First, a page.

England and Australia woke up on Friday morning knowing that if they took the field, one of them would almost certainly see their T20 World Cup hopes evaporate before the day was out, but in the end the key issue water evaporation. . Scheduled to kick off at 19:00, the match was eventually abandoned less than two hours later, allowing both sides to continue dreaming of a semi-final for at least a few days.
After the best part of four days of incessant rain, it always seemed like an opportunity where teams would have to deal less with losses than galoshes. But when the covers were pulled from the pitch at about 7pm and the groundskeepers set about a frantic half-hour of soaking and mopping, the prospect of cricket was in the air rather than the steady drizzle. Two field inspections had come and gone before that, minutes before the third was scheduled and with the ground still dangerously soft, the rain returned and all hope was over.
Despite the delays, both teams said they would rather play even a shortened five-over game than not play at all. “You want to play full games of cricket, but that’s part of what makes our game unique, what makes it great,” Jos Buttler said. “Australia against England at the MCG in a must-win World Cup game is as big as it gets in your career and no matter what the result, it’s something you want to experience. You don’t know how often these opportunities come around.”
Group One therefore remains wide open, with the match between Ireland and Afghanistan completed in the afternoon and all participating teams awarded one point. Seven of the 15 group games played – or played – all six teams are separated by a single point, with England second, behind New Zealand on clear pace and just ahead of Ireland, Australia, Afghanistan and Sri Lanka – who play the Kiwis in Sydney on Saturday, thankfully no rain forecast.
After this game, attention will shift to balmy Brisbane ahead of the decisive 48 hours. Ireland will play Australia on Monday, Afghanistan will play Sri Lanka on Tuesday and England will play New Zealand. Each side knows that winning all their remaining games is likely to see them through, although net run rate can be decisive. England have a slight advantage going into the final group match against Sri Lanka, at which point they will know exactly what they need to do to progress – if they have any chance at all, having been on the brink of elimination since Wednesday’s shock. defeat with Ireland.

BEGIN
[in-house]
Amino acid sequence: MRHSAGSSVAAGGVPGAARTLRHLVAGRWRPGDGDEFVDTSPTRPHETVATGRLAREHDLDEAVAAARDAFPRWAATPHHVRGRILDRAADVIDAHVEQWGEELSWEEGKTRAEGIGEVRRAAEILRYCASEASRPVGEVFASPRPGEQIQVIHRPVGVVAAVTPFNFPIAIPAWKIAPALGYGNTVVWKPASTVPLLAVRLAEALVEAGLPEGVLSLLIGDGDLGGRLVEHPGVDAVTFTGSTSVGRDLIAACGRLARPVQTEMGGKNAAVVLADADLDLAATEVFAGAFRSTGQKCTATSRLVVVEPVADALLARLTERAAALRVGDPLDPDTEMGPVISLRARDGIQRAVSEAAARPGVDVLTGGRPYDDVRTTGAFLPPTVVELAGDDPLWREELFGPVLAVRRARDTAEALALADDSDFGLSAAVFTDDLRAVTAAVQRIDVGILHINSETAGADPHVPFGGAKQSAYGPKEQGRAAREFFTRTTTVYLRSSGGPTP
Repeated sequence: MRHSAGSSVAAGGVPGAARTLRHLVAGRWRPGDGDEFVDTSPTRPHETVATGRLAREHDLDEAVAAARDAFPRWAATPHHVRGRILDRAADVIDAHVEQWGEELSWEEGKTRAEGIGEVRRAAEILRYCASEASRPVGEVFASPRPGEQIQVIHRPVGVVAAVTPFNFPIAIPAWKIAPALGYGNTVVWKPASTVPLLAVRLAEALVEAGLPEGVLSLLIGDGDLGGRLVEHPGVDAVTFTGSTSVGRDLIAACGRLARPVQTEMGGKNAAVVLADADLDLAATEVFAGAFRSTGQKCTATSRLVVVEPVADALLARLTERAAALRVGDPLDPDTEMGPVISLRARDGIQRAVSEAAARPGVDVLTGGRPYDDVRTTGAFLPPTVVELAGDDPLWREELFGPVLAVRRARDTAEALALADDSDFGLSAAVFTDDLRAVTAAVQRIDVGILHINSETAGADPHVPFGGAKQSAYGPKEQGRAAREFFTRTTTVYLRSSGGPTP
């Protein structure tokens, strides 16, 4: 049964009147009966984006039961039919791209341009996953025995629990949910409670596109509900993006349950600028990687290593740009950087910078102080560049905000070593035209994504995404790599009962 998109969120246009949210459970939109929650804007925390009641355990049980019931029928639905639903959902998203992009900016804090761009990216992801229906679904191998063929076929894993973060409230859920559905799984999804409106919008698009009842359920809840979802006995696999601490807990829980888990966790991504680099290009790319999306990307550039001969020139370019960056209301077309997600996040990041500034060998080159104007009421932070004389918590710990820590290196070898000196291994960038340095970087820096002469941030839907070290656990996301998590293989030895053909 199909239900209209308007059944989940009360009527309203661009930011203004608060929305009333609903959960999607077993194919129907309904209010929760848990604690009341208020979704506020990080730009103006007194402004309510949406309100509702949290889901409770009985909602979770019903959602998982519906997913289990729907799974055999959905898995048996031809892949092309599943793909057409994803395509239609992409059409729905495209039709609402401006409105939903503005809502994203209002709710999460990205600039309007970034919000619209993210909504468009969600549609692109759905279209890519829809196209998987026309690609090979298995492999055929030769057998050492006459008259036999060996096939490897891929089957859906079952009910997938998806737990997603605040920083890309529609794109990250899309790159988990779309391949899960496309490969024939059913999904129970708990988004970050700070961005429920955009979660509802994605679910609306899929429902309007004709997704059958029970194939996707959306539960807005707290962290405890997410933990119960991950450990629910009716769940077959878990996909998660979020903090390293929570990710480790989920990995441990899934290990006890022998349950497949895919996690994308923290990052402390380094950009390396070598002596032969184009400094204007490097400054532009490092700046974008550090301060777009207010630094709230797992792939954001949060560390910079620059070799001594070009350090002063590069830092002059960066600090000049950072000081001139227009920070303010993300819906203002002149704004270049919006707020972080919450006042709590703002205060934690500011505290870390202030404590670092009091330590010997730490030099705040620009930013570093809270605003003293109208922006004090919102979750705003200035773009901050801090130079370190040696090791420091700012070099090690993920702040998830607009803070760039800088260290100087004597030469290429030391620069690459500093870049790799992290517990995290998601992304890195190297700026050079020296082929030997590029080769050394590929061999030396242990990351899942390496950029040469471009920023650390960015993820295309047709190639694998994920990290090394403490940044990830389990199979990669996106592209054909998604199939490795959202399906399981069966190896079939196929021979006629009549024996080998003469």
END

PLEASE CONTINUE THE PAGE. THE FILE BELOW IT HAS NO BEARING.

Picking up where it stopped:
“We are still in the competition and we know to some extent that we have our destiny in our own hands,” Buttler said. “There is still a lot of confidence in the group. We have some great players who are determined to right some wrongs from last night. That’s what World Cup cricket and knockout cricket is all about – these huge games and being able to play in them.”
The abandonments mean that of the five matches so far scheduled to be played in Melbourne, only one has gone ahead as planned, with one other match – between Ireland and England – achieving a result despite being shortened due to rain. Two more matches are scheduled in the city: the final Group 2 match between India and Zimbabwe on November 6 and the final itself a week later.
“The weather was so bad – from the moment it started raining against England it just didn’t stop,” Ireland’s Andrew Balbirnie said after their game was called off. “It’s so wet outside. You come to Australia thinking you won’t need a hoodie or a rain jacket, but it’s definitely different from when we got there three or four weeks ago.’
Although October is usually Melbourne’s wettest month, this spring the city – and much of Australia’s east coast – has been dealing with a strange confluence of weather phenomena: the Indian Ocean Dipole, the Southern Annular Mode and La Niña, when strong trade winds blow westward across the Pacific Ocean .
“We’ve been in a pretty wet period for a while in Victoria and right across eastern Australia – there’s been flooding from Queensland to Tasmania,” Christie Johnson, senior meteorologist at the Australian Bureau of Meteorology, told the Guardian. “It’s quite common in the spring for many weather systems to come across Victoria, but this year is unusual by historical standards. These three climate drivers are combining to create a perfect storm for us.”
Meteorologists have been predicting an unusually wet spring for several months. But the nature of the rain that dogged the tournament was also unusual as Melbourne was drenched in drizzle for most of the last four days. “We tend to have more stop-start showers, potentially a little more thunderstorms, rather than steady rainfall,” Johnson said. “That’s more a feature of the tropical moisture that’s moving across Victoria.” It’s something you’d see more commonly over Queensland where there’s moisture in the air. We tend to have a drier climate and it’s unusual to get tropical moisture this far south.”
There is some frustration with the fact that there is a 53,000-capacity venue about three kilometers from the MCG that regularly hosts cricket and has a retractable roof, but Marvel Stadium has remained empty while it rains. “You can’t predict the weather,” Australian coach Andrew McDonald said, “but you know when it’s England against Australia there’s no better place to play than the MCG.”
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